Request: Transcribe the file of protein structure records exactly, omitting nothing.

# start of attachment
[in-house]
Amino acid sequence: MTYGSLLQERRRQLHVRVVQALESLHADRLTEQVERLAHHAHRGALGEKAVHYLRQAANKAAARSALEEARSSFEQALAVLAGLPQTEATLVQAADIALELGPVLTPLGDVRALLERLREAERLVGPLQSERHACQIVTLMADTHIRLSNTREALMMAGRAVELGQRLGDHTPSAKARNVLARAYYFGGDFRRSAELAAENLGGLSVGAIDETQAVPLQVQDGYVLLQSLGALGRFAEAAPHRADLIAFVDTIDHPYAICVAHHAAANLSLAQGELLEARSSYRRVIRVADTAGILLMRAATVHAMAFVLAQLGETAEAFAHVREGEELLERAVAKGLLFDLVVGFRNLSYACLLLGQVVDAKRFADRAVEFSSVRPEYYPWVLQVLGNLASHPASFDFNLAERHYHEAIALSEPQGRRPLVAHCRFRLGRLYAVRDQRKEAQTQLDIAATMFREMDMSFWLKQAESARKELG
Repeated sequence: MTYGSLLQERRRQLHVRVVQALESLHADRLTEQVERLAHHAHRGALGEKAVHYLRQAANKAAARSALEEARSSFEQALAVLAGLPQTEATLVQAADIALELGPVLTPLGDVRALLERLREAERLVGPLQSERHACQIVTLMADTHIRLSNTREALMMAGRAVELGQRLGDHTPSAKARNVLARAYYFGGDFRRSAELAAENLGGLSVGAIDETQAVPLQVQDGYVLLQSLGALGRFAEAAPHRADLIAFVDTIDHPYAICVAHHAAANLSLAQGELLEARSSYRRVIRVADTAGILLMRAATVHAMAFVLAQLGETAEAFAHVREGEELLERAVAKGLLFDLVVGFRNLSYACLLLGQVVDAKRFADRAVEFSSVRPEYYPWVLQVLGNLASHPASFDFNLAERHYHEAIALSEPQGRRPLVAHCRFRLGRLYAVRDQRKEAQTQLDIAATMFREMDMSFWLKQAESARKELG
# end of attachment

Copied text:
[in-house]
Amino acid sequence: MTYGSLLQERRRQLHVRVVQALESLHADRLTEQVERLAHHAHRGALGEKAVHYLRQAANKAAARSALEEARSSFEQALAVLAGLPQTEATLVQAADIALELGPVLTPLGDVRALLERLREAERLVGPLQSERHACQIVTLMADTHIRLSNTREALMMAGRAVELGQRLGDHTPSAKARNVLARAYYFGGDFRRSAELAAENLGGLSVGAIDETQAVPLQVQDGYVLLQSLGALGRFAEAAPHRADLIAFVDTIDHPYAICVAHHAAANLSLAQGELLEARSSYRRVIRVADTAGILLMRAATVHAMAFVLAQLGETAEAFAHVREGEELLERAVAKGLLFDLVVGFRNLSYACLLLGQVVDAKRFADRAVEFSSVRPEYYPWVLQVLGNLASHPASFDFNLAERHYHEAIALSEPQGRRPLVAHCRFRLGRLYAVRDQRKEAQTQLDIAATMFREMDMSFWLKQAESARKELG
Repeated sequence: MTYGSLLQERRRQLHVRVVQALESLHADRLTEQVERLAHHAHRGALGEKAVHYLRQAANKAAARSALEEARSSFEQALAVLAGLPQTEATLVQAADIALELGPVLTPLGDVRALLERLREAERLVGPLQSERHACQIVTLMADTHIRLSNTREALMMAGRAVELGQRLGDHTPSAKARNVLARAYYFGGDFRRSAELAAENLGGLSVGAIDETQAVPLQVQDGYVLLQSLGALGRFAEAAPHRADLIAFVDTIDHPYAICVAHHAAANLSLAQGELLEARSSYRRVIRVADTAGILLMRAATVHAMAFVLAQLGETAEAFAHVREGEELLERAVAKGLLFDLVVGFRNLSYACLLLGQVVDAKRFADRAVEFSSVRPEYYPWVLQVLGNLASHPASFDFNLAERHYHEAIALSEPQGRRPLVAHCRFRLGRLYAVRDQRKEAQTQLDIAATMFREMDMSFWLKQAESARKELG